I can remember how a few years ago we nearly lost an account because we misspelled the CEO’s name. The head of communications contacted me and told me in no uncertain terms that the board felt that if we could not even get the head man’s name right how could they trust us to act on their behalf.
It was a point that had a particular resonance with me because people constantly get my name wrong, which is weird because Diana is one of the most recognised names on the web due to the high profile of the late Princess of Wales.
Americans always call me Diane, or Dianne…come to think of it President Reagan called the Princess ‘David’ which isn’t even close. I get called Di (which I hate) Dinah, Dianna even Diaanna. As for my surname… I have given up on that one.
However I do think it is common courtesy to get someone’s name right. It shows one has paid attention, listened and has made the effort to get it right. A prospective applicant’s CV go straight in the bin if they get my name or the name of my company wrong. I don’t even read the covering letter which they probably spend hours on. I recently seriously considered resigning from our trade association because they not only misspelled the name of my company- in other words their fee paying member- but also the name of the key liaison person on the account. Why would I want to be a member of an organisation that is that sloppy?
Research shows that the ‘own name’ is among the first concepts that human being encounters. It is experienced countless times during a lifespan and is one of the most resilient entries in memory. The ‘own name’ has the power to reach awareness in conditions in which most other stimuli remain unnoticed…that is why the use of ‘own name’ is always used to jolt people into consciousness after an accident or operation and is known as the ‘breakthrough phenomenon’. Research published by the German Research foundation showed that the brain will pick out ‘own name’ against highly distracting background noise and even a distorted version of ‘own name’ will be processed by the brain and recognised. Own name is a very powerful tool.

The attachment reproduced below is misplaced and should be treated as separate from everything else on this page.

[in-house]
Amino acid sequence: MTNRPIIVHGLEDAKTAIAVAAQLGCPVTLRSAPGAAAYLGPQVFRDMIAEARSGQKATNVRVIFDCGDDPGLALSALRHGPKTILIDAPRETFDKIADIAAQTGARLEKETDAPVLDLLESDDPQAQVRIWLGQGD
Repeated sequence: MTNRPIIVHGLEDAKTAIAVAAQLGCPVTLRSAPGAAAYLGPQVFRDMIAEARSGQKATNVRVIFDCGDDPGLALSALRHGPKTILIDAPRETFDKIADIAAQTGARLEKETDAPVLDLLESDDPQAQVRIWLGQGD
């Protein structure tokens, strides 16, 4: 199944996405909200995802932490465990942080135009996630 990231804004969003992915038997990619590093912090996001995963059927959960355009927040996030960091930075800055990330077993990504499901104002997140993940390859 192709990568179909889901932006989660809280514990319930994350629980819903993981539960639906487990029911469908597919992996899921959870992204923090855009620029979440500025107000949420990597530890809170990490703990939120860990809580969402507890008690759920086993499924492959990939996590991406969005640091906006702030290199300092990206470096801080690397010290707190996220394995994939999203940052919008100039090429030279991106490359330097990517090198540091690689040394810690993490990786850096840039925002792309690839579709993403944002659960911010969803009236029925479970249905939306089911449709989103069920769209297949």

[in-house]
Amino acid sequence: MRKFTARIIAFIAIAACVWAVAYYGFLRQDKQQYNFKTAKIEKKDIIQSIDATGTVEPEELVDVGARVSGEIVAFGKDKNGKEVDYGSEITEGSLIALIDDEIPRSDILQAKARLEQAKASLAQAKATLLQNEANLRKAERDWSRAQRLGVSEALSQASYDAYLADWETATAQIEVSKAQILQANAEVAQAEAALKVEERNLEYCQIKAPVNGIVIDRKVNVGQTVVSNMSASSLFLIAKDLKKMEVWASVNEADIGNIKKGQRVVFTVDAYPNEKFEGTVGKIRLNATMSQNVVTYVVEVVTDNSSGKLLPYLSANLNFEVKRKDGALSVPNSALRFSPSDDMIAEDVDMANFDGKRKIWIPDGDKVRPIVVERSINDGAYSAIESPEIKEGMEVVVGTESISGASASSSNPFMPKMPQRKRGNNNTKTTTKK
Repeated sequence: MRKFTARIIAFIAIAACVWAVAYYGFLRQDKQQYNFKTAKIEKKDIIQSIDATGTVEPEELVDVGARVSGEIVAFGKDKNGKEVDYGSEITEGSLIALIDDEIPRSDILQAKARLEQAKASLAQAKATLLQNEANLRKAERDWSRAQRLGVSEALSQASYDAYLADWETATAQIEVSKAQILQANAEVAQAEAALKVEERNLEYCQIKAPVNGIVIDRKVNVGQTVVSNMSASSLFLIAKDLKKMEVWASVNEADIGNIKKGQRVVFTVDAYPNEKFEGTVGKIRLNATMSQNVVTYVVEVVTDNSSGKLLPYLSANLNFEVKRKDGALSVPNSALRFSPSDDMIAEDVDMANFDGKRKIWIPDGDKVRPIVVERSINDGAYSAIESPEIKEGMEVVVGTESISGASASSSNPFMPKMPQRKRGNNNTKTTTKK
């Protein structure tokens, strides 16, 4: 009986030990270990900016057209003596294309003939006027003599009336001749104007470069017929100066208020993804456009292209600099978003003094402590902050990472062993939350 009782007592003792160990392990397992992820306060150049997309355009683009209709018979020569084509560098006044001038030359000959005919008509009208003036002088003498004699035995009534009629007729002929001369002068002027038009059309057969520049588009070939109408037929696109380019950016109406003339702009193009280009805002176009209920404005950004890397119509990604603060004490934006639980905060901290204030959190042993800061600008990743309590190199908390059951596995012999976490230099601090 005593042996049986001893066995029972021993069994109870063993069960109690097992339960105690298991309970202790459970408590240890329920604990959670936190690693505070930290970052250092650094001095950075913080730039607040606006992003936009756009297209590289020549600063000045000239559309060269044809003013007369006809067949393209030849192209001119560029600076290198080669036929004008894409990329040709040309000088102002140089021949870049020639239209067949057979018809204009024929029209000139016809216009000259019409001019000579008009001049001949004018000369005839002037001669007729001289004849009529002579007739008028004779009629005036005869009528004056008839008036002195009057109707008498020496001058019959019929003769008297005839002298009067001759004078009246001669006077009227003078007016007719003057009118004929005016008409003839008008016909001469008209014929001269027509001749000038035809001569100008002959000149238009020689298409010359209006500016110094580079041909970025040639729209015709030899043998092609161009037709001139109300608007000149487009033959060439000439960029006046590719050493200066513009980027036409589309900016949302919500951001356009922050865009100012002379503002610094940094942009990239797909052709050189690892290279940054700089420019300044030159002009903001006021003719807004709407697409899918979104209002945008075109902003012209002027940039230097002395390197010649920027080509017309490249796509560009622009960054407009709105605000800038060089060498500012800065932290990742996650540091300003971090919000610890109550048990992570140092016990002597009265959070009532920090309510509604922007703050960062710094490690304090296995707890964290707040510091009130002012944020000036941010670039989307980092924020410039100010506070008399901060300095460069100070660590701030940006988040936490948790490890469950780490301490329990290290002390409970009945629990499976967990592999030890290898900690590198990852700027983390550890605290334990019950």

As communication consultants, we spend hours advising our clients about importance of brand, style and of course name. I cannot imagine how Mercedes would react if its agency referred to it as Merseedes. It would be a hanging offence in our industry. Equally, we spend hours working out how to best engage with staff and gain their loyalty and commitment. Fortunes are spent on sophisticated communication tools which are designed, debated and despatched. And yet the very basic part of demonstrating that the company really does care about the individual goes down the pan when the letter or the card is sent out…and the recipient’s name is wrongly spelled.
Our US partner Peppercomm has a great strapline which is ‘Listen. Engage. Repeat’. Maybe if we did a bit more listening and repeating before we engaged we might get the basics right.